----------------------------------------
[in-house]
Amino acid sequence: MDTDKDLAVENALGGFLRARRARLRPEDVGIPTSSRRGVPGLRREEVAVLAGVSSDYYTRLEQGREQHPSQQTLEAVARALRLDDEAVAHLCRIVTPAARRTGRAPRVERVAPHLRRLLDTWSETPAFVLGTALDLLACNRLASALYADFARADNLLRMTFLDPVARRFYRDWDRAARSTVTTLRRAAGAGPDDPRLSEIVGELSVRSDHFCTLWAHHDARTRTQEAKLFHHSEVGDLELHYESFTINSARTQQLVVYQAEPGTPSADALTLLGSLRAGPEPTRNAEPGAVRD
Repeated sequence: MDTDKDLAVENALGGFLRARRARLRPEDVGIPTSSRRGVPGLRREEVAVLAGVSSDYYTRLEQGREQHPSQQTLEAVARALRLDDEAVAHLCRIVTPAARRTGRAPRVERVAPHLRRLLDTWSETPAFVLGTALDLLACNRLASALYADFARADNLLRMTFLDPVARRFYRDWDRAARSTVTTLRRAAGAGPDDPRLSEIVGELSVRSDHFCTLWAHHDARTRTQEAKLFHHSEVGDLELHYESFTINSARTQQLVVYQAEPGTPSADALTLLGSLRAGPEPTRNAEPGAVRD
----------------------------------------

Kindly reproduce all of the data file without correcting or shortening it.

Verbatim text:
[in-house]
Amino acid sequence: MDTDKDLAVENALGGFLRARRARLRPEDVGIPTSSRRGVPGLRREEVAVLAGVSSDYYTRLEQGREQHPSQQTLEAVARALRLDDEAVAHLCRIVTPAARRTGRAPRVERVAPHLRRLLDTWSETPAFVLGTALDLLACNRLASALYADFARADNLLRMTFLDPVARRFYRDWDRAARSTVTTLRRAAGAGPDDPRLSEIVGELSVRSDHFCTLWAHHDARTRTQEAKLFHHSEVGDLELHYESFTINSARTQQLVVYQAEPGTPSADALTLLGSLRAGPEPTRNAEPGAVRD
Repeated sequence: MDTDKDLAVENALGGFLRARRARLRPEDVGIPTSSRRGVPGLRREEVAVLAGVSSDYYTRLEQGREQHPSQQTLEAVARALRLDDEAVAHLCRIVTPAARRTGRAPRVERVAPHLRRLLDTWSETPAFVLGTALDLLACNRLASALYADFARADNLLRMTFLDPVARRFYRDWDRAARSTVTTLRRAAGAGPDDPRLSEIVGELSVRSDHFCTLWAHHDARTRTQEAKLFHHSEVGDLELHYESFTINSARTQQLVVYQAEPGTPSADALTLLGSLRAGPEPTRNAEPGAVRD